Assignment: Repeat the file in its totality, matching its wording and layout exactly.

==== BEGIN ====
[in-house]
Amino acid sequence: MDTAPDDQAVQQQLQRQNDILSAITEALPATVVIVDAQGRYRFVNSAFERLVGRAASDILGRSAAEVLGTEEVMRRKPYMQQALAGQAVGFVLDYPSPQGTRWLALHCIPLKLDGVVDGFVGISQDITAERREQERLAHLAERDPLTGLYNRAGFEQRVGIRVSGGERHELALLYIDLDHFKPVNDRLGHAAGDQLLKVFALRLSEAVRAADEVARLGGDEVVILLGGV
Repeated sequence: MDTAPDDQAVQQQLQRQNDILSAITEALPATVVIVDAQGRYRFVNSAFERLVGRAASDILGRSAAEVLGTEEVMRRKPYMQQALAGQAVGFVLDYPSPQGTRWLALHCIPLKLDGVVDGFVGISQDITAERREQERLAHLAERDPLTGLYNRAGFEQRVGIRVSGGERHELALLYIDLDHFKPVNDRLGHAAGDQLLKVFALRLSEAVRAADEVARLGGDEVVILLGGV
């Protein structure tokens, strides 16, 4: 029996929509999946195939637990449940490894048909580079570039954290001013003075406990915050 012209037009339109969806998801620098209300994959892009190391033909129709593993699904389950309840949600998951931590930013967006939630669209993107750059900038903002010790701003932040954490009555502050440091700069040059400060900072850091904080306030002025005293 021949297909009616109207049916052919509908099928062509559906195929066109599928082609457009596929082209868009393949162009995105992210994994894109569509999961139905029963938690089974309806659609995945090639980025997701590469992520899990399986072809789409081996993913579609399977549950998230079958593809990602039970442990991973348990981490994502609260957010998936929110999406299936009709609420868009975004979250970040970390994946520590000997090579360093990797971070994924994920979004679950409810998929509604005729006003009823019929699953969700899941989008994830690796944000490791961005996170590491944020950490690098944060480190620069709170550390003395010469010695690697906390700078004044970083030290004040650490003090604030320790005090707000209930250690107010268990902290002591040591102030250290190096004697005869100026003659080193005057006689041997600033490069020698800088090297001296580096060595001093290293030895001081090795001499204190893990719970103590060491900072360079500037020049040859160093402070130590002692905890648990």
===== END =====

[in-house]
Amino acid sequence: MDTAPDDQAVQQQLQRQNDILSAITEALPATVVIVDAQGRYRFVNSAFERLVGRAASDILGRSAAEVLGTEEVMRRKPYMQQALAGQAVGFVLDYPSPQGTRWLALHCIPLKLDGVVDGFVGISQDITAERREQERLAHLAERDPLTGLYNRAGFEQRVGIRVSGGERHELALLYIDLDHFKPVNDRLGHAAGDQLLKVFALRLSEAVRAADEVARLGGDEVVILLGGV
Repeated sequence: MDTAPDDQAVQQQLQRQNDILSAITEALPATVVIVDAQGRYRFVNSAFERLVGRAASDILGRSAAEVLGTEEVMRRKPYMQQALAGQAVGFVLDYPSPQGTRWLALHCIPLKLDGVVDGFVGISQDITAERREQERLAHLAERDPLTGLYNRAGFEQRVGIRVSGGERHELALLYIDLDHFKPVNDRLGHAAGDQLLKVFALRLSEAVRAADEVARLGGDEVVILLGGV
């Protein structure tokens, strides 16, 4: 029996929509999946195939637990449940490894048909580079570039954290001013003075406990915050 012209037009339109969806998801620098209300994959892009190391033909129709593993699904389950309840949600998951931590930013967006939630669209993107750059900038903002010790701003932040954490009555502050440091700069040059400060900072850091904080306030002025005293 021949297909009616109207049916052919509908099928062509559906195929066109599928082609457009596929082209868009393949162009995105992210994994894109569509999961139905029963938690089974309806659609995945090639980025997701590469992520899990399986072809789409081996993913579609399977549950998230079958593809990602039970442990991973348990981490994502609260957010998936929110999406299936009709609420868009975004979250970040970390994946520590000997090579360093990797971070994924994920979004679950409810998929509604005729006003009823019929699953969700899941989008994830690796944000490791961005996170590491944020950490690098944060480190620069709170550390003395010469010695690697906390700078004044970083030290004040650490003090604030320790005090707000209930250690107010268990902290002591040591102030250290190096004697005869100026003659080193005057006689041997600033490069020698800088090297001296580096060595001093290293030895001081090795001499204190893990719970103590060491900072360079500037020049040859160093402070130590002692905890648990």